web analytics


By ATWadmin On November 22nd, 2008

Pity Rashid Rauf, He is, well, more accurately he was, the unluckiest man in the world.

Why? Well, this fine upstanding “British citizen” has just been zapped along with several other Islamist terrorists in the Jihadistan borders. Why is he so unlucky? Well, it’s not just that he has been comprehensively swotted by a US Missile but it is more to do with that most of these travel inclined “British citizens” tend to get captured, go to Guantanamo, and then the British government pleads to get them released. So poor Rashid’s misfortune was not to have gone to Gitmo and instead he has now gone to hell. Oh well.


  1. War on terrorists perfectly understandable

    War on a people or a class of people because you percieve them to be terrorist friendly not acceptable

    Having said that, I hope he gets a place close to the furnace so he can keep warm in hell

  2. From the linked report:

    Rauf, from Ward End, Birmingham, left Britain shortly after his uncle, 54-year-old Mohammed Saeed, was stabbed to death in April 2002.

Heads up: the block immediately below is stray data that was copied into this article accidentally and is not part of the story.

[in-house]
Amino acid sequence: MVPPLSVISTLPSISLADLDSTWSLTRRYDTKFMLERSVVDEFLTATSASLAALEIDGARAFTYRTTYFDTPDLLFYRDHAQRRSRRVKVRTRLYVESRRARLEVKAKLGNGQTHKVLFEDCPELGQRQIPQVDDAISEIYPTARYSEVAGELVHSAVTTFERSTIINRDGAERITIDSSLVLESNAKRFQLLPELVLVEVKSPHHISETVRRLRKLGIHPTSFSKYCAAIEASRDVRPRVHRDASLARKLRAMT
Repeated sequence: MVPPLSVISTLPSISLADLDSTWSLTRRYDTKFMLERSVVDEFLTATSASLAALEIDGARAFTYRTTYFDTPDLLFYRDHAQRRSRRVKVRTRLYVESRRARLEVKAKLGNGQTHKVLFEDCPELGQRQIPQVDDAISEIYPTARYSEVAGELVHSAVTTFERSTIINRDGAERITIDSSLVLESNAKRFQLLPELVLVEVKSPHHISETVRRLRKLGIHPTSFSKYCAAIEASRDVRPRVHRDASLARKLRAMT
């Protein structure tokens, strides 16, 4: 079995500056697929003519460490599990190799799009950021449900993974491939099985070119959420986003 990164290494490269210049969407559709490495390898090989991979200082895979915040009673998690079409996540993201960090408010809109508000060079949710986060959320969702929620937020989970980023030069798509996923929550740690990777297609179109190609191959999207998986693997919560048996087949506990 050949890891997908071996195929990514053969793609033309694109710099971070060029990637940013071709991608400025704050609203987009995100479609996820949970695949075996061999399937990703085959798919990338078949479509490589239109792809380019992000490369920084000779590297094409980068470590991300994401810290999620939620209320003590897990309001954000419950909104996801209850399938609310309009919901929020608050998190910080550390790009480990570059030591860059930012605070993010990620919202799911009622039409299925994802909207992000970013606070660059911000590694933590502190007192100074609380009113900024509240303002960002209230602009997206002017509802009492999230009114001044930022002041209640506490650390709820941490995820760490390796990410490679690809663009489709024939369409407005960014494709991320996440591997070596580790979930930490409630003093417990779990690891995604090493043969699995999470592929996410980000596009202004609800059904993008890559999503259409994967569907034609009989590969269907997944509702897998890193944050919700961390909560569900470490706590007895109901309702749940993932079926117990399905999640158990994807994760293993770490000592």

He is then thought to have been radicalised by an extremist Islamic sect.

    So he kills his uncle AND AFTERWARDS becomes ‘radicalised’? Just how murderous are these people?

    But, as Frank O’Dwyer would no doubt remind us, Rauf is only a suspect and cannot be proven to have done anything wrong. One can only conclude that the US has once again killed an innocent Brit – yeah, right!

  3. He must either have been at a wedding or on a computer course.

  4. Bring it on US drones! Another frizzy-bearded creep zapped. Well done lads, and far more to the point: well done the lads in the special forces who tracked the genteleman and provided the co-ordinates. Damn, never realised it was a wedding party again!

  5. Oh dear! How sad! Never mind, eh?.

  6. – Hey Abdul, what’s that rushing noise?

    – It sounds like-

    What splendid news. I’m ever so pleased.

  7. But this latest example of dhimmitude is not funny. From The Times yesterday:

    Critics of the action include Andrew Dismore, who chairs parliament’s human rights committee, and Patrick Mercer, former shadow security minister, who said: “This raises the question of how much cooperation the British intelligence agencies provided in what is ultimately the execution of a British subject. The government must explain its involvement.”